When was the last time you outright asked for what you wanted?
I have found asking smart questions is a superpower that can be used to inspire greatness within you. Knowing how to inquire curiously teaches you about other people, engages you in a way that talking prohibits, and sets the precedent that asking questions is not a weakness, but a powerful asset.
When you are willing to step out and ask others, and yourself, bigger questions, you pull out bigger answers. Here is how I grew the mindset of asking tough questions strategically.
1. Know what you truly want.
Before you ask anyone else for anything, ask yourself the hard questions first. The better you get to know yourself, the more self-awareness you have, and thus, the greater your ability to ask for what you want.
One way to do this is by questioning yourself "why" over and over. This practice will get to the heart of what you want, and likely show you a faster and more effective way to get there. You may think you want a $1 million business, but when you ask why, the real desire will present itself. It could be a craving for freedom with your time or attaining a certain status in society, both of which don't necessarily require a specific $1 million milestone.
One of my favorite questions to ask is: "How can I make twice the money with half the effort?" If you ask yourself questions this specific, everything else falls by the wayside and what you want will be more easily attained.
2. Find people you want to ask specific questions.
If you want to get anything in life, the knowledge and blueprint likely already lies in someone else's mind. And the tool to gain that value is in asking questions. The thing is, you don't want to ask just anyone. Study people you strive to emulate, who have done things you dream of doing, and are living the life you want.
I started a podcast as a passion project but found it was the best tool to improve asking the right people insightful questions. Every week, I have an hour with a powerful and admirable person. Asking them cookie-cutter questions wasn't going to help me or my listeners. To make the conversation worthwhile, I dig into what particular insight they can share that will make my life better. Again, this couldn't be possible if I didn't know what I wanted for a better life in the first place.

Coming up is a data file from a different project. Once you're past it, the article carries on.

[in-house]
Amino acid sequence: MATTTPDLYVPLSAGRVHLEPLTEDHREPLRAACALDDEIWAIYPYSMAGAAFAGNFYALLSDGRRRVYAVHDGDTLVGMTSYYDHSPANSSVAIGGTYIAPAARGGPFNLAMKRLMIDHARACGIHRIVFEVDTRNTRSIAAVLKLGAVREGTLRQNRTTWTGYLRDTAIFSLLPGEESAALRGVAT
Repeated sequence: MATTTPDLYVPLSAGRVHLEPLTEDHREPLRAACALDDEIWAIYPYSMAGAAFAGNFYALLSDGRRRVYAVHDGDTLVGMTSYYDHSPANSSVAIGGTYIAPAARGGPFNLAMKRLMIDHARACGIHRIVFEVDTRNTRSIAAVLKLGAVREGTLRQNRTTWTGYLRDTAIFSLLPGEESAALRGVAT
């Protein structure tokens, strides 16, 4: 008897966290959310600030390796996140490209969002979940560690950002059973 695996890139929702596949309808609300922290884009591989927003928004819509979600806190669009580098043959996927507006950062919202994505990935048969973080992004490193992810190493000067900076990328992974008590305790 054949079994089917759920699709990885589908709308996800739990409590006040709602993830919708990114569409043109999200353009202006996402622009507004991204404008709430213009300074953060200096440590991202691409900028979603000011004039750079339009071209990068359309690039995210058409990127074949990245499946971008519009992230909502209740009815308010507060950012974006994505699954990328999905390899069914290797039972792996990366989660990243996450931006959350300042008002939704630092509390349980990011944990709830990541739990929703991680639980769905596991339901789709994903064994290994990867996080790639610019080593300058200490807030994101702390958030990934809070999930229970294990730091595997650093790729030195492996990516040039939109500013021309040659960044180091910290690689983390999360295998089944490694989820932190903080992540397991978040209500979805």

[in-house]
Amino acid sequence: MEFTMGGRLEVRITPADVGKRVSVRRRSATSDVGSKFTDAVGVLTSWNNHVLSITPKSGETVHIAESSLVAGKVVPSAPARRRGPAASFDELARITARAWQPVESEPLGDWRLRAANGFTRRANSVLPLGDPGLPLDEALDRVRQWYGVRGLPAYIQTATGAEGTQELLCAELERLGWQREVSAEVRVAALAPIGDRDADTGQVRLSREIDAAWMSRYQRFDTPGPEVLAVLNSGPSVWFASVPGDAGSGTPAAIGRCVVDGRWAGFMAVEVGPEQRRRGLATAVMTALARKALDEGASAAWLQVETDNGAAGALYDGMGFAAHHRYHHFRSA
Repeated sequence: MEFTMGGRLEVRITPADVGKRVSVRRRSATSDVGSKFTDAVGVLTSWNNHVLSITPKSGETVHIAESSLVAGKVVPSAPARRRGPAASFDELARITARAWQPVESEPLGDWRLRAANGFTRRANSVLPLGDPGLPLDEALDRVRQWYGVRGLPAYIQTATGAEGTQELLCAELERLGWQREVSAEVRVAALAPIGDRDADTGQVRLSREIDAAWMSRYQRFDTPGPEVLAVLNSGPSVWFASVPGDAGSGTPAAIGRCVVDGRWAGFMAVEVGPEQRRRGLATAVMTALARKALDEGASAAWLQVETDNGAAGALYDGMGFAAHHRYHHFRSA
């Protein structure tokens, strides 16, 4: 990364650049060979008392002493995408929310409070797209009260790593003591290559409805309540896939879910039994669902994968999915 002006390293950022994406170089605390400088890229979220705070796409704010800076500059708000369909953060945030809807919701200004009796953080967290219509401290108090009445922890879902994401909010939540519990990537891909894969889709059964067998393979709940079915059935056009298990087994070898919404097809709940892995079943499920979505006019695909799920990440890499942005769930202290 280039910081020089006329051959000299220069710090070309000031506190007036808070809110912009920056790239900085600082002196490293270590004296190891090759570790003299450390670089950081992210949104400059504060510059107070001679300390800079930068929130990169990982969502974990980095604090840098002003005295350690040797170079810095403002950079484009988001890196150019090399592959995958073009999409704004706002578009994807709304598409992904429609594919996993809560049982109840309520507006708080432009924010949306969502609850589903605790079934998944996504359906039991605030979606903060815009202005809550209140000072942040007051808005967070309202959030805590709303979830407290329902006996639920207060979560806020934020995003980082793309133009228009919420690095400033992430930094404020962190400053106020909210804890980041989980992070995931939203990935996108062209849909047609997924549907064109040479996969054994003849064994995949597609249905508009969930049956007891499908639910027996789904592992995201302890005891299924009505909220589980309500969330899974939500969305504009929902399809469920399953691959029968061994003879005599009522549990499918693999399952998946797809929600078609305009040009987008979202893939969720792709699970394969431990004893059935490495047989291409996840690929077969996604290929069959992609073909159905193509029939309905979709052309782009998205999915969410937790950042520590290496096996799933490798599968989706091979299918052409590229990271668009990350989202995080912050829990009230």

Instead of being broad, I get specific. "What do you do for fun?" is replaced with "What activity brings you the most relief after a long day of work?" And instead of asking a closed question like "When did you start your business?" I create space for a story with something more like "What was the biggest influence that inspired you to start this business?" A general rule of thumb is if you can Google the answer, don't ask people the question.
3. Connect the dots.
At conferences, virtual or in person, I am consistently blown away during the Q&A portion of a presentation. Students and attendees could take this opportunity to get really nitty-gritty, but instead, ask things like "What are the three things you would suggest for anyone trying to be successful?" or "How did you make $1 million?" They were trying to take universal principles and apply them to their niche cause and mission. But the reality is, this way of asking questions won't drive you forward. If anything, it will weigh you down with endless input to sift through.
To ask good questions, connect the dots between what this person has done that you admire, and what you are working toward. Use these commonalities to then ask questions. This could look like understanding the roadblocks you're hitting that they may have gone through and targeting the conversation in that direction. It also goes back to asking them why they made certain decisions or took specific actions. Although their particular experience may not identically mirror yours, why they made a decision likely shows the multiple variables impacting their choices that you should be aware of.
Stop brushing the surface, and learn how to ask the right questions. You never know where the answer to your problem may lie.